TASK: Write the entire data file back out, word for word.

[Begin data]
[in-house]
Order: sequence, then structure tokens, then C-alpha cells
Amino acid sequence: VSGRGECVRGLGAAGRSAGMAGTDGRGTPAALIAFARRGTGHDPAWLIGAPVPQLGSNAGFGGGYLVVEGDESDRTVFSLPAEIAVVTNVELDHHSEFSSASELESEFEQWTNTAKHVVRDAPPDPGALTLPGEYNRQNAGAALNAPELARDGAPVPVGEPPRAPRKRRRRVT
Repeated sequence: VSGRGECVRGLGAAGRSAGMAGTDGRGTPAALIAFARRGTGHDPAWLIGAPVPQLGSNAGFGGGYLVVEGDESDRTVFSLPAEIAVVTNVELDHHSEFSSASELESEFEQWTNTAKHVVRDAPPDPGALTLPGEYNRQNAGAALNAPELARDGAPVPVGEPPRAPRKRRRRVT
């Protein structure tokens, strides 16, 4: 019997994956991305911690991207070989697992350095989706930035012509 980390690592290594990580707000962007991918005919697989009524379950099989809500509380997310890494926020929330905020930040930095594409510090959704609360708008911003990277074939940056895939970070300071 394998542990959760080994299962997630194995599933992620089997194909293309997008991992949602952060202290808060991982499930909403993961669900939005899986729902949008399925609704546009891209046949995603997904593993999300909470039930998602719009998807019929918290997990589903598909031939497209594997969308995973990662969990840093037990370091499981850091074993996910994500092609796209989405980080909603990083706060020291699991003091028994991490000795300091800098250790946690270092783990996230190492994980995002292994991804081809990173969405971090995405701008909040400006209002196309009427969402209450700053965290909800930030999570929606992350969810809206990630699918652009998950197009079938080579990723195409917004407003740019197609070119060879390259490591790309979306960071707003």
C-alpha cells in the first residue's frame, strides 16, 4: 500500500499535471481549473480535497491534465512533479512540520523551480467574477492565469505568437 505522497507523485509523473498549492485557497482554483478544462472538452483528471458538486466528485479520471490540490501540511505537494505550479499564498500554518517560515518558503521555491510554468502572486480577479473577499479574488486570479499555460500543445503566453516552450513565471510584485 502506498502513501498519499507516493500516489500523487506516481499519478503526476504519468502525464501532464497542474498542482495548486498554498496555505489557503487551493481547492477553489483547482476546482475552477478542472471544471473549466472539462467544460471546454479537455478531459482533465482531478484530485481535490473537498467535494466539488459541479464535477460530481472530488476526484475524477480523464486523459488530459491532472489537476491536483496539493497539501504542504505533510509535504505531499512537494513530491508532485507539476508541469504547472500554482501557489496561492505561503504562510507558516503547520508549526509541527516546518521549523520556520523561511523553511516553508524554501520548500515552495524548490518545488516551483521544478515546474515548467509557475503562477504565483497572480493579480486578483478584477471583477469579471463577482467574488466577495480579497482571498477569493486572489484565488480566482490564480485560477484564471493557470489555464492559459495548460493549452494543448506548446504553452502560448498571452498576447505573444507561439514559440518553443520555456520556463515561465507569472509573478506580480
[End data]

[in-house]
Order: sequence, then structure tokens, then C-alpha cells
Amino acid sequence: VSGRGECVRGLGAAGRSAGMAGTDGRGTPAALIAFARRGTGHDPAWLIGAPVPQLGSNAGFGGGYLVVEGDESDRTVFSLPAEIAVVTNVELDHHSEFSSASELESEFEQWTNTAKHVVRDAPPDPGALTLPGEYNRQNAGAALNAPELARDGAPVPVGEPPRAPRKRRRRVT
Repeated sequence: VSGRGECVRGLGAAGRSAGMAGTDGRGTPAALIAFARRGTGHDPAWLIGAPVPQLGSNAGFGGGYLVVEGDESDRTVFSLPAEIAVVTNVELDHHSEFSSASELESEFEQWTNTAKHVVRDAPPDPGALTLPGEYNRQNAGAALNAPELARDGAPVPVGEPPRAPRKRRRRVT
């Protein structure tokens, strides 16, 4: 019997994956991305911690991207070989697992350095989706930035012509 980390690592290594990580707000962007991918005919697989009524379950099989809500509380997310890494926020929330905020930040930095594409510090959704609360708008911003990277074939940056895939970070300071 394998542990959760080994299962997630194995599933992620089997194909293309997008991992949602952060202290808060991982499930909403993961669900939005899986729902949008399925609704546009891209046949995603997904593993999300909470039930998602719009998807019929918290997990589903598909031939497209594997969308995973990662969990840093037990370091499981850091074993996910994500092609796209989405980080909603990083706060020291699991003091028994991490000795300091800098250790946690270092783990996230190492994980995002292994991804081809990173969405971090995405701008909040400006209002196309009427969402209450700053965290909800930030999570929606992350969810809206990630699918652009998950197009079938080579990723195409917004407003740019197609070119060879390259490591790309979306960071707003």
C-alpha cells in the first residue's frame, strides 16, 4: 500500500499535471481549473480535497491534465512533479512540520523551480467574477492565469505568437 505522497507523485509523473498549492485557497482554483478544462472538452483528471458538486466528485479520471490540490501540511505537494505550479499564498500554518517560515518558503521555491510554468502572486480577479473577499479574488486570479499555460500543445503566453516552450513565471510584485 502506498502513501498519499507516493500516489500523487506516481499519478503526476504519468502525464501532464497542474498542482495548486498554498496555505489557503487551493481547492477553489483547482476546482475552477478542472471544471473549466472539462467544460471546454479537455478531459482533465482531478484530485481535490473537498467535494466539488459541479464535477460530481472530488476526484475524477480523464486523459488530459491532472489537476491536483496539493497539501504542504505533510509535504505531499512537494513530491508532485507539476508541469504547472500554482501557489496561492505561503504562510507558516503547520508549526509541527516546518521549523520556520523561511523553511516553508524554501520548500515552495524548490518545488516551483521544478515546474515548467509557475503562477504565483497572480493579480486578483478584477471583477469579471463577482467574488466577495480579497482571498477569493486572489484565488480566482490564480485560477484564471493557470489555464492559459495548460493549452494543448506548446504553452502560448498571452498576447505573444507561439514559440518553443520555456520556463515561465507569472509573478506580480